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Review Roundup: ANYTHING GOES Starring Sutton Foster- See What the Critics Are Saying!


The starry cast of the revival also includes Robert Lindsay as Moonface Martin, Felicity Kendal as Evangeline Harcourt and Gary Wilmot as Elisha Whitney.

Reviews are rolling in for the West End revival of Anything Goes, starring two-time Tony Award winner, Sutton Foster as Reno Sweeney, Tony and Olivier winner Robert Lindsay as Moonface Martin, Felicity Kendal as Evangeline Harcourt and Gary Wilmot as Elisha Whitney.

With music and lyrics by Cole Porter, the original book by P.G. Wodehouse & Guy Bolton, Howard Lindsay & Russel Crouse, and the new book by Timothy Crouse & John Weidman, Anything Goes will premiere at the Barbican Theatre from July to October 31 and then embark on a UK tour.

When the S.S. American heads out to sea, etiquette and convention head out the portholes as two unlikely pairs set off on the course to true love... proving that sometimes destiny needs a little help from a crew of singing sailors, a comical disguise and some good old-fashioned blackmail. This hilarious musical romp across the Atlantic featuring a collection of some of theatre's most memorable songs - including 'I Get A Kick Out of You', 'Anything Goes', 'You're the Top', 'Blow, Gabriel, Blow', 'It's De-Lovely', 'Friendship' and 'Buddie Beware' - will take you back to the Golden Age of high society on the seas. Anything Goes is set to sail away with audiences all over again.

William J Connolly, BroadwayWorld: Sure, this is a tale that most in attendance have probably encountered before, but it doesn't matter. This feels like opening night all over again. The charm of this musical and the pace of its story leaves you desperate to book again. And there's nobody with greater charm than a certain Ms. Foster.

Marianka Swain, The Telegraph: "At the climax of this utterly joyful musical, one that made us feel, for the first time in many months, that all was right with the world, my mother turned to me with happy tears in her eyes and said, "Well, that's the show of the year." And she's absolutely right. I would give it six stars if I could."

Alex Wood, WhatsOnStage: "Back now for a major revival at the Barbican (one of few large-scale shows announced, planned, marketed, cast and rehearsed during the pandemic), director and choreographer Kathleen Marshall (returning to the show after bagging a Tony Award for reviving it on Broadway in 2011), crams the two-hour ride with cheesy, feel-good moments: this is vintage stage magic at its most explosively joyous."

Douglas Mayo, BritishTheatre: Headed by a true Broadway star in the form of the one and only Sutton Foster, it was as though Christmas had arrived early. Foster was an absolute delight as she powered through some of the greatest musical comedy numbers ever written. No laugh was lost, gags were shared and her comradery with the British cast was quickly bringing smiles to the audience.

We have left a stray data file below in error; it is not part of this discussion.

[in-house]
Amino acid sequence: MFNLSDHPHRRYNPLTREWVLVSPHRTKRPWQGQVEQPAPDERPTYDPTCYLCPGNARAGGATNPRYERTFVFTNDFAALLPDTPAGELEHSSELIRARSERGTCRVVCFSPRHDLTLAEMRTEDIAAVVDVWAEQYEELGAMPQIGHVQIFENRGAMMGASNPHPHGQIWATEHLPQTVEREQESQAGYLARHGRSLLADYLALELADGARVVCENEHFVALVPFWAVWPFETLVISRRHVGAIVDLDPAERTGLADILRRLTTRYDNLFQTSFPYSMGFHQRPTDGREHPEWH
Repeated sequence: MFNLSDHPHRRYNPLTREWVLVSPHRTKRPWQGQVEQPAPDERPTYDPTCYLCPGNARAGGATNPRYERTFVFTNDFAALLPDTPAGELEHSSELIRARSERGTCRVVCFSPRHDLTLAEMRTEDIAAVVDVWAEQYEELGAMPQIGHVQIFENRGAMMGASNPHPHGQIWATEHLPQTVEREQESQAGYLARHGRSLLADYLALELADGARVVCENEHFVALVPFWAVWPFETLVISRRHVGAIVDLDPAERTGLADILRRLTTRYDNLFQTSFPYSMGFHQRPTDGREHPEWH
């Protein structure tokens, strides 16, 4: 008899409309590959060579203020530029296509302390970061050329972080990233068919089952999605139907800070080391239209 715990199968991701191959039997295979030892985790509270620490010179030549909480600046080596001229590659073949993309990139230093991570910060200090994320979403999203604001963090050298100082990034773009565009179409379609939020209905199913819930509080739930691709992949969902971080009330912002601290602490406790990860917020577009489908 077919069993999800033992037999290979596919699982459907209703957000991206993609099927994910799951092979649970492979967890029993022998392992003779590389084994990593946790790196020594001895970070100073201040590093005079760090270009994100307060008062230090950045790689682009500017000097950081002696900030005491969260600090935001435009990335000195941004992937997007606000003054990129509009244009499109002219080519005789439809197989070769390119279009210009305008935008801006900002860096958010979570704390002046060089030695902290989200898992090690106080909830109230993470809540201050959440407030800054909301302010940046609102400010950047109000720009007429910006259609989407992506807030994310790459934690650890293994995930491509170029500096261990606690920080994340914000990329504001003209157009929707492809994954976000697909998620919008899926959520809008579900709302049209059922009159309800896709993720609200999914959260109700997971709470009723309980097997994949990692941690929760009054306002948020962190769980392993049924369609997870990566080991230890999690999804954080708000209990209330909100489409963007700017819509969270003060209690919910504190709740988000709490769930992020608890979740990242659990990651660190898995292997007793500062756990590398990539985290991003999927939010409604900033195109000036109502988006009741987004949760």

Nick Curtis, Evening Standard: Kathleen Marshall's direction and choreography are supremely polished. Derek McLane's set gives us lots of chrome and white-painted painted naval steel, plus sumptuous art deco interiors. Costume designer Jon Morrell swathes Foster in ravishing silk and ensures everyone looks fabulous, including the sailors. Surrender is the only option.

Lyndsey Winship, The Guardian: The main thing to know is there's Sutton Foster, the US actor already won a Tony for her performance as Reno Sweeney on Broadway. The show revolves around her full-beam lustre. She can belt and growl like a brassy broad (Ethel Merman originated the role) or let her voice ring pure and clear. She can play moments of vulnerability but most of all she's just having fun, rattling out dance numbers, leading the chorus, getting a kick out of the show, just as she does out of young Wall Street broker Billy Crocker (Samuel Edwards) who unfortunately has eyes for another.

Chris Omaweng, London Theatre 1: Foster, 46 years young at the time of writing, glides across the stage with the energy of a dancer half her age, and Kathleen Marshall's sparkling choreography allows the large cast to provide the kind of big song-and-dance numbers West End and Broadway audiences adore.

Greg Stewart, Theatre Weekly: Sutton Foster sails through the big song and dance routines, making every step look completely effortless. Foster's 'Blow, Gabriel, Blow' is just one stand-out in what is a truly fabulous performance, and one that London theatre goers will undoubtedly be talking about for some time.

Andrzej Lukowski, Time Out London: And imported Broadway star Sutton Foster effortlessly steals every scene as Reno with a devastating mix of raw talent - she is very much the proverbial triple-threat - and sheer, gutbusting effort. Plus she's very funny, aided by some smart interventions made by director and choreographer Kathleen Marshall - reprising her slick 2011 Broadway production - that up Reno's knowingness: Foster's arsenal of fourth-wall-breaking smirks, eyerolls and sighs provide virtual running commentary on the rest of the action.

Clive Davis, The Times: Kathleen Marshall's revival of Cole Porter's vintage show comes at just the right time. A musical that delighted audiences during the Great Depression returns to cheer us up as we emerge from the rigours of lockdown. The ticket prices for this production might have made even a 1930s wheeler-dealer blink - the best seats are going for well over £100 - but this is one occasion when the Barbican's grim concrete ramparts cannot dampen your spirits.

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